Description

Chief Executive Officers (CEOs) whose observed personal option-holding patterns are not consistent with theoretical predictions are variously described as overconfident or optimistic. Existing literature demonstrates that the investment and financing

Chief Executive Officers (CEOs) whose observed personal option-holding patterns are not consistent with theoretical predictions are variously described as overconfident or optimistic. Existing literature demonstrates that the investment and financing decisions of such CEOs differ from those of CEOs who do not exhibit such behavior and interprets the investment and financing decisions by overconfident or optimistic CEOs as inferior. This paper argues that it may be rational to exhibit behavior interpreted as optimistic and that the determinants of a CEO’s perceived optimism are important.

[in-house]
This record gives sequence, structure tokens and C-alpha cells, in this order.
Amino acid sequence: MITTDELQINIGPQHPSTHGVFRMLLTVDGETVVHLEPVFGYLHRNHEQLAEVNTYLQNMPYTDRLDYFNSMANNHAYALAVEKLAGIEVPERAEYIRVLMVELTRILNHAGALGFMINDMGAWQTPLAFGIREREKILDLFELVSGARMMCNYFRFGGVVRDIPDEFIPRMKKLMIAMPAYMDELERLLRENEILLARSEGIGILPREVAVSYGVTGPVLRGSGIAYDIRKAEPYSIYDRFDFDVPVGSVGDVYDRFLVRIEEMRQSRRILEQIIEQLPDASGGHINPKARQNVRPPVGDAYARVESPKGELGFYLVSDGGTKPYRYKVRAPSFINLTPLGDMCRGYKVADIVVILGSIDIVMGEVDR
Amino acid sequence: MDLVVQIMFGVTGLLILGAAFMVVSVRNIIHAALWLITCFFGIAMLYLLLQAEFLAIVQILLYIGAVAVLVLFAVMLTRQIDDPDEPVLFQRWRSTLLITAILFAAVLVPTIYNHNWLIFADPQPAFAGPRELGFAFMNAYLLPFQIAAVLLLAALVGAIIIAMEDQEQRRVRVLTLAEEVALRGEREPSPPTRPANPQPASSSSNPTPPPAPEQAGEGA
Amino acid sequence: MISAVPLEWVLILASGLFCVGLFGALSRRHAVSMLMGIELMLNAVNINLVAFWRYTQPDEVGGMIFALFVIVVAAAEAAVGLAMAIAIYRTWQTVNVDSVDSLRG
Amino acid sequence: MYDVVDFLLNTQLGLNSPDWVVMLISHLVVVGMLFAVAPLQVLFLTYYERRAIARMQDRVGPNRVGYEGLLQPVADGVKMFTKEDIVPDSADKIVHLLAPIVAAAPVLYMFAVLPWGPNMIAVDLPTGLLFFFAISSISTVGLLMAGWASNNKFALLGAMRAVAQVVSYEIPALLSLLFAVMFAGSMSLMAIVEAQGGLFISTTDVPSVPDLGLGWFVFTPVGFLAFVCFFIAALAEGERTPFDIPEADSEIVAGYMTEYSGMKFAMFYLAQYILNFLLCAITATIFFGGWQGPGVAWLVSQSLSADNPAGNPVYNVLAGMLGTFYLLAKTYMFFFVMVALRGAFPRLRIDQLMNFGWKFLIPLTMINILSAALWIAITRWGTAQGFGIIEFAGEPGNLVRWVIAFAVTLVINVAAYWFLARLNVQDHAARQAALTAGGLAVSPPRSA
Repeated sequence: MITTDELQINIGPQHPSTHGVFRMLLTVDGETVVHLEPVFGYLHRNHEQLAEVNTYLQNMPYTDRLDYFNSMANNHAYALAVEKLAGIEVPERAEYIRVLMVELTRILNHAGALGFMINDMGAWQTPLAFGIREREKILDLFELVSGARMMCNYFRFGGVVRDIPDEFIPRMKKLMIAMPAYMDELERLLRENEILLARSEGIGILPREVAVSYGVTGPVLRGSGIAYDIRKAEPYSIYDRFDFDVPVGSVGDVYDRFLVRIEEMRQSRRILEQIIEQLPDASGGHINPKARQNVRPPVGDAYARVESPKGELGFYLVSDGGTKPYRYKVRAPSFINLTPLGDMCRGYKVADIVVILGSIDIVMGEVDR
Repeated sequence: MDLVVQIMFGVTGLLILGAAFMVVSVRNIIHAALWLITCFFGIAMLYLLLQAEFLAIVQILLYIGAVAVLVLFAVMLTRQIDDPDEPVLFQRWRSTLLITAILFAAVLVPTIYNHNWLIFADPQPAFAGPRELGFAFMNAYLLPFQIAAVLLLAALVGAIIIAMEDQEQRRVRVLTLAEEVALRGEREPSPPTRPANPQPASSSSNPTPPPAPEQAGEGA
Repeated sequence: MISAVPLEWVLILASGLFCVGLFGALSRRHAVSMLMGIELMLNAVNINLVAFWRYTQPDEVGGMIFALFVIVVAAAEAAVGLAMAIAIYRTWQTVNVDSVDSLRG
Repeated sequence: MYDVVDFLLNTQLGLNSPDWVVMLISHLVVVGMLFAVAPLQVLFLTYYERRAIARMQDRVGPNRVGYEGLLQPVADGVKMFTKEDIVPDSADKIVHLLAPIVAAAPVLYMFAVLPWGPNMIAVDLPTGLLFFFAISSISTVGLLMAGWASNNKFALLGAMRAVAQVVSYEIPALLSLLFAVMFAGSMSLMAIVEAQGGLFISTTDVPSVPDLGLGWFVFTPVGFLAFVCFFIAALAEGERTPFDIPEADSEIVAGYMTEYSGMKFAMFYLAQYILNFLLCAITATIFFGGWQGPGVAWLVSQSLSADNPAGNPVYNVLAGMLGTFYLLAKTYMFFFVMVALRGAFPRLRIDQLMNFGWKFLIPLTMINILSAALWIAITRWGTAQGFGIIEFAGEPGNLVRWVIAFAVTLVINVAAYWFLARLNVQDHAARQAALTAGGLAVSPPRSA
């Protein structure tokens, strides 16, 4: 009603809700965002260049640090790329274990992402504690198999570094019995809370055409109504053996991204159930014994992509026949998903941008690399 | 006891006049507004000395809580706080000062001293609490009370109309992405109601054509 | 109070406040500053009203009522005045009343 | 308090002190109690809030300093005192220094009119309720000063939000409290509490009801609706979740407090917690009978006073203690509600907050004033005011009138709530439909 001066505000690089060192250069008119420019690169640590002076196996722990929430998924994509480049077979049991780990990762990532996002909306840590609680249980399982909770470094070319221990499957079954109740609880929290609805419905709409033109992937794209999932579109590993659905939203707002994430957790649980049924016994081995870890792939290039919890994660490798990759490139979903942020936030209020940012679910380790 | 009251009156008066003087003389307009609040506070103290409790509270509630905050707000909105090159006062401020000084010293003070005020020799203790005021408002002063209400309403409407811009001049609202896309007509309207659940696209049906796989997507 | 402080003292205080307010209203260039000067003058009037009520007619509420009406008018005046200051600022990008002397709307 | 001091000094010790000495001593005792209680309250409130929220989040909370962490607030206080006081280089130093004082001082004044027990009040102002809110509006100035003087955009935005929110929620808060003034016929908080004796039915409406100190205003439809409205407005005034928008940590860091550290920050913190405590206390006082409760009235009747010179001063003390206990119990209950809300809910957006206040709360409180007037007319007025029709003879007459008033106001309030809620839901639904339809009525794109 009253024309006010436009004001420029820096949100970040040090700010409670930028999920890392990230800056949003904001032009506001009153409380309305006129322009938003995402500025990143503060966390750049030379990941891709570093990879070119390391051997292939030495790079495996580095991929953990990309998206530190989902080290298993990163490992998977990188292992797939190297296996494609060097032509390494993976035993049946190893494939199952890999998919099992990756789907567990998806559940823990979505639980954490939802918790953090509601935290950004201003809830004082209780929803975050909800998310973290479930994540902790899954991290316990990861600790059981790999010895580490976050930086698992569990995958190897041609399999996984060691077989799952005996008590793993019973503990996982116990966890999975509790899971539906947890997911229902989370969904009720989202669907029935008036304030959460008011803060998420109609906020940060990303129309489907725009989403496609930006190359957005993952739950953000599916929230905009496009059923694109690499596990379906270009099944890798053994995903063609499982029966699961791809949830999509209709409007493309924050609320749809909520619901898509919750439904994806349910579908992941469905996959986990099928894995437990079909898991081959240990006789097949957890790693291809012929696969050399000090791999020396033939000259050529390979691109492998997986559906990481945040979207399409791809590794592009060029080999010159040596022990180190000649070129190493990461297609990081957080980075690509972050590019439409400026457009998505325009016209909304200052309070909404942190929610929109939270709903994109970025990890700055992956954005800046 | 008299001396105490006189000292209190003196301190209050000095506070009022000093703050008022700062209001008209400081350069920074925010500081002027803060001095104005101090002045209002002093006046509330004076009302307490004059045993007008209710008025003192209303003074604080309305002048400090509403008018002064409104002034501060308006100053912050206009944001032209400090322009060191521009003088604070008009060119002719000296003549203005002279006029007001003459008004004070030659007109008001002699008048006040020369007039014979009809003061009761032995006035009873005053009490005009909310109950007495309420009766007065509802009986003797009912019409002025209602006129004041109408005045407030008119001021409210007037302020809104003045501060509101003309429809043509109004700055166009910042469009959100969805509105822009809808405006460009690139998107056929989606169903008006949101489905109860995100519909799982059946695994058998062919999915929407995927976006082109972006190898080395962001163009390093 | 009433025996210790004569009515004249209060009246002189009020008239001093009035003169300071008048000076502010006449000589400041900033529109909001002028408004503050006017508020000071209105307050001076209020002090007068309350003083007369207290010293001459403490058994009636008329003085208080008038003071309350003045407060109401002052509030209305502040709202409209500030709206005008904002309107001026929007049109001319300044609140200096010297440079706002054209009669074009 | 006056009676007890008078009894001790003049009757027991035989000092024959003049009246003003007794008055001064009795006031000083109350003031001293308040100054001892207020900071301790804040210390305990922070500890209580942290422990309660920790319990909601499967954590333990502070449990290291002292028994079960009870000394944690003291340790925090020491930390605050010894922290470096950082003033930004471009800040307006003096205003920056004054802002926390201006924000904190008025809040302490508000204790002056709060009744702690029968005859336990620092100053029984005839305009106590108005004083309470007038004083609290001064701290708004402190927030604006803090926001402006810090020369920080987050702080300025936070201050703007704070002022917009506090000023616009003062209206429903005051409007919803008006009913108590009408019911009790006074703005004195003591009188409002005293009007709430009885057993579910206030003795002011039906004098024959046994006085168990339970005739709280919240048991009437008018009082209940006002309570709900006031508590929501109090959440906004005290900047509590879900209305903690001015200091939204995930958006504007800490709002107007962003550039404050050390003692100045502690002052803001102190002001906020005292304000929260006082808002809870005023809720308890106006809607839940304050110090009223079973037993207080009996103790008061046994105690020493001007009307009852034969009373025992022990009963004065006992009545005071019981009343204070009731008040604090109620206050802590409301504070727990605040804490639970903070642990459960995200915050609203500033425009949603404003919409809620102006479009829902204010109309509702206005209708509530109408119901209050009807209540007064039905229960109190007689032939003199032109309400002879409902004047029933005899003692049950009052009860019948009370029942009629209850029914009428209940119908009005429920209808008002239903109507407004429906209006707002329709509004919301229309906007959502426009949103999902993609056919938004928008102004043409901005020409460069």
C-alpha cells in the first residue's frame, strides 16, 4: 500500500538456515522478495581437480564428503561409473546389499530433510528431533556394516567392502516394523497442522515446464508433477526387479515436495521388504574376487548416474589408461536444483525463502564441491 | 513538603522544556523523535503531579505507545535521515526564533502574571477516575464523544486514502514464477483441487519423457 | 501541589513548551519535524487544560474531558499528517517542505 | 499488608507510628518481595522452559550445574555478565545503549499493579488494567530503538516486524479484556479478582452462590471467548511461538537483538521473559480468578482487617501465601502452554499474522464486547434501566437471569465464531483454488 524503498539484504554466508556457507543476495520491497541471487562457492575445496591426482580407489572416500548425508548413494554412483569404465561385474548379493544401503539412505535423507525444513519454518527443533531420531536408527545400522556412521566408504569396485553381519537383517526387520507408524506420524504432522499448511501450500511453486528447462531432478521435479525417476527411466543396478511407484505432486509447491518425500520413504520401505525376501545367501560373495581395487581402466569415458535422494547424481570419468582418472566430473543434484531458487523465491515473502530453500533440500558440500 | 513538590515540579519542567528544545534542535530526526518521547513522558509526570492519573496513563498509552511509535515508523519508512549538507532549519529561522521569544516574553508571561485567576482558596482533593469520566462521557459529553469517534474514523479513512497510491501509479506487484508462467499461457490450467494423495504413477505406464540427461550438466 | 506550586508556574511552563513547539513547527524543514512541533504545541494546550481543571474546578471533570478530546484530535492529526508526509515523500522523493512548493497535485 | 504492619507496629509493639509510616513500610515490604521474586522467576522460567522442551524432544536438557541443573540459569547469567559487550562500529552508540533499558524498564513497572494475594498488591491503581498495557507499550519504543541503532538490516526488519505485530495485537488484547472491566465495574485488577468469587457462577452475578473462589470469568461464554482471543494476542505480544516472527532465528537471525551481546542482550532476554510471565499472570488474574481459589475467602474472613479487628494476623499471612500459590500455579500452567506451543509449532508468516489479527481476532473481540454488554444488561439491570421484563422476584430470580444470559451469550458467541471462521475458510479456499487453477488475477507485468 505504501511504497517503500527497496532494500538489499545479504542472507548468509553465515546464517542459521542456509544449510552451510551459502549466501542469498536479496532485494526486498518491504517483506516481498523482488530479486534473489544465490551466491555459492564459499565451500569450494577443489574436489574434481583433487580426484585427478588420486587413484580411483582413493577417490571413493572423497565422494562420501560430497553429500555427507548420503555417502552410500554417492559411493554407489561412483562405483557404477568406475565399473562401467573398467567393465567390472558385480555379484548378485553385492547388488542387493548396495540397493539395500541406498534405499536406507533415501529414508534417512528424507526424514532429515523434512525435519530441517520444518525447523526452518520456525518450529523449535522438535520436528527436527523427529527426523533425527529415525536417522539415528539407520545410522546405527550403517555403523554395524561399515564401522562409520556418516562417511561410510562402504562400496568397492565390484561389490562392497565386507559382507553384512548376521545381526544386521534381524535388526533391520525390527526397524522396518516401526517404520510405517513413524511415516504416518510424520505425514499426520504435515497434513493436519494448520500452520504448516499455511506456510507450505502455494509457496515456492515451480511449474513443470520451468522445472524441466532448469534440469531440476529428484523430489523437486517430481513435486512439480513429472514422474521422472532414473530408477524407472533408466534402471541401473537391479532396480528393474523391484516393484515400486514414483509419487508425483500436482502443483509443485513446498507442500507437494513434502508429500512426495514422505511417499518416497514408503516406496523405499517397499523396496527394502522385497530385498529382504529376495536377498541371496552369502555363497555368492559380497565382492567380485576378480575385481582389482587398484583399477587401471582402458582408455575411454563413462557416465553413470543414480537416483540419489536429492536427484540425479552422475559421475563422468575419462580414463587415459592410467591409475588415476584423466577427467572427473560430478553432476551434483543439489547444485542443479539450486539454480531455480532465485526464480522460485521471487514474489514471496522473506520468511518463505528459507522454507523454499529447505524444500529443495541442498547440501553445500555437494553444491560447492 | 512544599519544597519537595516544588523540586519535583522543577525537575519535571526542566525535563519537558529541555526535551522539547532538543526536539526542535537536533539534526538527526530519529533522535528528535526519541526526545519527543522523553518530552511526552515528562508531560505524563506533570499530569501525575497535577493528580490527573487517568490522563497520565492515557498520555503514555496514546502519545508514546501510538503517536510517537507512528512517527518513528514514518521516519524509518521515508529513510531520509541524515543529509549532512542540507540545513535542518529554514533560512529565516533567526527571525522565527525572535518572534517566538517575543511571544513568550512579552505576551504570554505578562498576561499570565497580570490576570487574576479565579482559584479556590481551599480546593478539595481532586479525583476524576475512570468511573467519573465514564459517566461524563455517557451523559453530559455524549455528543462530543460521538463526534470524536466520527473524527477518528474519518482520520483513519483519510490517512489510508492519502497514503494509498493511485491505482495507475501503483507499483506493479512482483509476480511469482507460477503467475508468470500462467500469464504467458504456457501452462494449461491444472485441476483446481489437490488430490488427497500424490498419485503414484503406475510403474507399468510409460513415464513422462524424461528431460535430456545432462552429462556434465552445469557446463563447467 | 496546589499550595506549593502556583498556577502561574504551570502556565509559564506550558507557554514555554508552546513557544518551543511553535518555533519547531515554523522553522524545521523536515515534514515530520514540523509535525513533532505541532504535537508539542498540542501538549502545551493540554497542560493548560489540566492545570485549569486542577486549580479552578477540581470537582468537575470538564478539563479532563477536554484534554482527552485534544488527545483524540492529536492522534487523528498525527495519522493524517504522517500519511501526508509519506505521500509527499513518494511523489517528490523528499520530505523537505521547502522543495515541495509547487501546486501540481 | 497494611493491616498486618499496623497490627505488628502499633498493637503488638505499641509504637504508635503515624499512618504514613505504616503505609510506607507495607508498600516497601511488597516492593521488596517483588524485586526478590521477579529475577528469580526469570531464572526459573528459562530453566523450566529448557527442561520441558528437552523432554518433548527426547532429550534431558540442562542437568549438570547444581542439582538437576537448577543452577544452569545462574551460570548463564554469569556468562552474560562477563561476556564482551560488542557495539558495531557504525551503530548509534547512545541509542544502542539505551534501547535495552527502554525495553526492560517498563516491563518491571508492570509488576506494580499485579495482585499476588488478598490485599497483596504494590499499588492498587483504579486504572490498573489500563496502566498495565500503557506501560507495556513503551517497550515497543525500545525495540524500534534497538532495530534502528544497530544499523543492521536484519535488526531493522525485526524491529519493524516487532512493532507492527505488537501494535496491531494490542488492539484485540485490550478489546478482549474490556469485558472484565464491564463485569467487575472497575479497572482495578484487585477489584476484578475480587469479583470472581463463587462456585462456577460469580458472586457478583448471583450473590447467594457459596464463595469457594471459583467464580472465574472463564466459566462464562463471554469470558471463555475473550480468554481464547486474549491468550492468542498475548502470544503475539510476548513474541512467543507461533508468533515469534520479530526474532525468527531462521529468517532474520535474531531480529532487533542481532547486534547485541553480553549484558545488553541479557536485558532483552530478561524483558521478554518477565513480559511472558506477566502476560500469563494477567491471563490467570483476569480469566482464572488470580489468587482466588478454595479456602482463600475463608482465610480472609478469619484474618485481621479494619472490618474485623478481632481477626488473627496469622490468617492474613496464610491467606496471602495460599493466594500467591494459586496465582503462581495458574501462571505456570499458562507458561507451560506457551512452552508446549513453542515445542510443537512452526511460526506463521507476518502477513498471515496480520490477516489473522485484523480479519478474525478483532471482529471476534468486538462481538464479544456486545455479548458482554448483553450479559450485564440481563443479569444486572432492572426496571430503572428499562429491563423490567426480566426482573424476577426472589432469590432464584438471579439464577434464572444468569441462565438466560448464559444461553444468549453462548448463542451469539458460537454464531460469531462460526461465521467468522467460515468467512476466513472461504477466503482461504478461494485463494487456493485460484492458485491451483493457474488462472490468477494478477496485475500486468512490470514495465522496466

Reuse Permissions
  • 1.25 MB application/pdf

    Download count: 0

    Details

    Contributors
    Date Created
    • 2016
    Resource Type
  • Text
  • Collections this item is in
    Note
    • Partial requirement for: Ph.D., Arizona State University, 2016
      Note type
      thesis
    • Includes bibliographical references (pages 54-55)
      Note type
      bibliography
    • Field of study: Business administration

    Citation and reuse

    Statement of Responsibility

    by Richard Walton

    Machine-readable links